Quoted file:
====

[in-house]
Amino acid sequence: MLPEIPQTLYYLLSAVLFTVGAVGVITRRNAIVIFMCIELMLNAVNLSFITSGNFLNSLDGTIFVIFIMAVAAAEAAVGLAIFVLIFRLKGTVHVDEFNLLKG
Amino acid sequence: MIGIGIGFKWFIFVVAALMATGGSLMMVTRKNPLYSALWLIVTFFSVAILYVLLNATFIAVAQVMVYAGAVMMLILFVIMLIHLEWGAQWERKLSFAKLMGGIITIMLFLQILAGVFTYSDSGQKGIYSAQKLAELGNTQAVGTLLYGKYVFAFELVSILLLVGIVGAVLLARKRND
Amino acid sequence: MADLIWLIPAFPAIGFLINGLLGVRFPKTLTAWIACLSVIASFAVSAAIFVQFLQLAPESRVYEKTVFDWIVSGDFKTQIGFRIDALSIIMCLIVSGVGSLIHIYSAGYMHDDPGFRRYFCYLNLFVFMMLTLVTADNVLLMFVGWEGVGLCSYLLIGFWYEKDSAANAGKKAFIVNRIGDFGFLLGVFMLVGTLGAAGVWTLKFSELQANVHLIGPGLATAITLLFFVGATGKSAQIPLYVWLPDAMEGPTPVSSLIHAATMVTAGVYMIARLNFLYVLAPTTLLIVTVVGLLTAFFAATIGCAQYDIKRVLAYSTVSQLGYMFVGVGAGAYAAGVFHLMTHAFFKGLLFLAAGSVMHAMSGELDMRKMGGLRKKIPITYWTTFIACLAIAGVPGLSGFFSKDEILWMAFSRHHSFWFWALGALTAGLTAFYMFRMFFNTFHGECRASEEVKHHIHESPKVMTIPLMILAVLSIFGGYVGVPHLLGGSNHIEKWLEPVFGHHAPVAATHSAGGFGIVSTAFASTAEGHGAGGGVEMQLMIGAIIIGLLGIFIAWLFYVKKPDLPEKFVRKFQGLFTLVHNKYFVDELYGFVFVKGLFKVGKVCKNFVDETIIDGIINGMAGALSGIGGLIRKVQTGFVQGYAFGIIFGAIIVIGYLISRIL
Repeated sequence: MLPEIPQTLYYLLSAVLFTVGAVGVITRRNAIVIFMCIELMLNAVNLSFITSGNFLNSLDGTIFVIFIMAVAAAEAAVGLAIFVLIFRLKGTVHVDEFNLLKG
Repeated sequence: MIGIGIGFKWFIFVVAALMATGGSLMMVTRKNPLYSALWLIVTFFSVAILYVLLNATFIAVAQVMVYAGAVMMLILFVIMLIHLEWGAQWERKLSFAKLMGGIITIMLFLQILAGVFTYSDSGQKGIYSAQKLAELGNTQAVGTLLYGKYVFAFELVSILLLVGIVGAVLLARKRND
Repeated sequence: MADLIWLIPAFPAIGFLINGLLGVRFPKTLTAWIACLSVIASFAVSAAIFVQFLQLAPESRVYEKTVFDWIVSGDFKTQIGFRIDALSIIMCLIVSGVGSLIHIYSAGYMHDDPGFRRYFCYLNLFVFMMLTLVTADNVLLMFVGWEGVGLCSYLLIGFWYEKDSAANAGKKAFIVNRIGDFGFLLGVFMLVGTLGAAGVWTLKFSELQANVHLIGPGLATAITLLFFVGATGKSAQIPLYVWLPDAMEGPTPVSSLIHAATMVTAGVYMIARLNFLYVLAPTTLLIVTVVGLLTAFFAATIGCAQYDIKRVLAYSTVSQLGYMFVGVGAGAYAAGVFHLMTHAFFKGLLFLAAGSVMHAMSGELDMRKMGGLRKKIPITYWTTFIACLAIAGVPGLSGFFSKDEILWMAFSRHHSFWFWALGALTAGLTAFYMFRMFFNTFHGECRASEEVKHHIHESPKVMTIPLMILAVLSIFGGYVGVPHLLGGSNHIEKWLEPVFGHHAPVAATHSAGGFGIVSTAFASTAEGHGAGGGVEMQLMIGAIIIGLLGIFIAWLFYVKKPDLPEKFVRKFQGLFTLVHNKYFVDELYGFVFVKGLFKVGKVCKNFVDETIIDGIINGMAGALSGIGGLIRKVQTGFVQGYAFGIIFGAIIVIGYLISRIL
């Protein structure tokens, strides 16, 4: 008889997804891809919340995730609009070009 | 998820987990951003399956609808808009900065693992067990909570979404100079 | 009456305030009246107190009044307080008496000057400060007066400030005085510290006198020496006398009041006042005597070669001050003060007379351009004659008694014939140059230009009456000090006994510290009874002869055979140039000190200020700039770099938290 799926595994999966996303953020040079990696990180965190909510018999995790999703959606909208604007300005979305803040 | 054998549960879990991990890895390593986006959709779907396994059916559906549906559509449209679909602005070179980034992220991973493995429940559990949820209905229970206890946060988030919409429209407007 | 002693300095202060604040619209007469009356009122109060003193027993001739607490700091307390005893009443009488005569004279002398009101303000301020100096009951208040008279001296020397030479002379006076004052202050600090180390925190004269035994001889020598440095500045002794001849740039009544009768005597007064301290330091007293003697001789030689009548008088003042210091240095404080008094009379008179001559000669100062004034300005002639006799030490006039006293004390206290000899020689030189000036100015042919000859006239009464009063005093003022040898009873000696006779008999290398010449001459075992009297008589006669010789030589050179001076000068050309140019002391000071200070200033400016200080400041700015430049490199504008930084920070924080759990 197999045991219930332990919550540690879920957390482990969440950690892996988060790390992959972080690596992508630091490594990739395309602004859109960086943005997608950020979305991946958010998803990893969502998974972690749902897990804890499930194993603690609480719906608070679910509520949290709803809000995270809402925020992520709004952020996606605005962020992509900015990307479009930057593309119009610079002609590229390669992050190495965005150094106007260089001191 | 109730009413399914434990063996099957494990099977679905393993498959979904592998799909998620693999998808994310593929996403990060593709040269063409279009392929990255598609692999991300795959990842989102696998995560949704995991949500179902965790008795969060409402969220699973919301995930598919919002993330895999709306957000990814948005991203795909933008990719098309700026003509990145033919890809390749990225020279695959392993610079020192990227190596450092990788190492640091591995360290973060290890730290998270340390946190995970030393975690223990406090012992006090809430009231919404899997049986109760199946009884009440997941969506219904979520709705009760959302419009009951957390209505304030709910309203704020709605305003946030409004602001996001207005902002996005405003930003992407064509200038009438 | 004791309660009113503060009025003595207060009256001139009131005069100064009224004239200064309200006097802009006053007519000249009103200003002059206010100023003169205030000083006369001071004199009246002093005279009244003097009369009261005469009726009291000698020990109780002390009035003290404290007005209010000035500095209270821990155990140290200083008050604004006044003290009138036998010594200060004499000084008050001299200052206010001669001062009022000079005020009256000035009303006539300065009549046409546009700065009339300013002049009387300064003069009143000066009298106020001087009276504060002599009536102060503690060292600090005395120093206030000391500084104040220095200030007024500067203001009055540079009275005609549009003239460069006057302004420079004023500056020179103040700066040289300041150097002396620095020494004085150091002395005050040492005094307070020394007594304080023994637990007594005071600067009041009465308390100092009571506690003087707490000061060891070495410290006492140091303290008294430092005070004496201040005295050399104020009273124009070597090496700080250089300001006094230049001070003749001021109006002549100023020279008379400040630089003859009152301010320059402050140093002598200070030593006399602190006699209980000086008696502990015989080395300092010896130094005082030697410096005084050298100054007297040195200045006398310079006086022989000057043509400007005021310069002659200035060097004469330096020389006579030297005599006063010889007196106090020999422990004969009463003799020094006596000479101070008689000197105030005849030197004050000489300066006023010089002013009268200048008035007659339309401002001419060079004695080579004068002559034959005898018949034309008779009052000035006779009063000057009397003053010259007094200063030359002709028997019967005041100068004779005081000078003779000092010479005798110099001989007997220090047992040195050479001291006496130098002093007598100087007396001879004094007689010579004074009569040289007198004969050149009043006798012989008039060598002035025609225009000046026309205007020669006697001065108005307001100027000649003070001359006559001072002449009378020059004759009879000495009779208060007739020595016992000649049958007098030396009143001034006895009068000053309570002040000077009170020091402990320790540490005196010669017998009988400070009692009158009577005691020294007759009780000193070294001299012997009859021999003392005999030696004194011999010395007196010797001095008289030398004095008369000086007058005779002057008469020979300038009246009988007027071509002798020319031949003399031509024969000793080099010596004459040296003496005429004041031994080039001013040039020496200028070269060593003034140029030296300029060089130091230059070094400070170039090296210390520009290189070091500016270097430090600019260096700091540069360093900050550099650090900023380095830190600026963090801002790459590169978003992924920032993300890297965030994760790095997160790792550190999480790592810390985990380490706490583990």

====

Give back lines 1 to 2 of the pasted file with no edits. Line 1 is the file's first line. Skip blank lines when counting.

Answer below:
[in-house]
Amino acid sequence: MLPEIPQTLYYLLSAVLFTVGAVGVITRRNAIVIFMCIELMLNAVNLSFITSGNFLNSLDGTIFVIFIMAVAAAEAAVGLAIFVLIFRLKGTVHVDEFNLLKG